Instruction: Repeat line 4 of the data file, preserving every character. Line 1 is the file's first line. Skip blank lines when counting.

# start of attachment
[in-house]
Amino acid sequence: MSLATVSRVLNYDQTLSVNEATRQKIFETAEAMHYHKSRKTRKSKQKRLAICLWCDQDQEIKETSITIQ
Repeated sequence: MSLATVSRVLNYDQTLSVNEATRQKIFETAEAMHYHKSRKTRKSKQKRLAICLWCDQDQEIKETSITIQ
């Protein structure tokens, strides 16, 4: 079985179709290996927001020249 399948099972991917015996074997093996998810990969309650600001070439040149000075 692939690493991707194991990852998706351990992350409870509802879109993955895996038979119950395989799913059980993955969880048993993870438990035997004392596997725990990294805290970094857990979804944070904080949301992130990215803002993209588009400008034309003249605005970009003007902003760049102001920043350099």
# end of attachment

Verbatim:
């Protein structure tokens, strides 16, 4: 079985179709290996927001020249 399948099972991917015996074997093996998810990969309650600001070439040149000075 692939690493991707194991990852998706351990992350409870509802879109993955895996038979119950395989799913059980993955969880048993993870438990035997004392596997725990990294805290970094857990979804944070904080949301992130990215803002993209588009400008034309003249605005970009003007902003760049102001920043350099």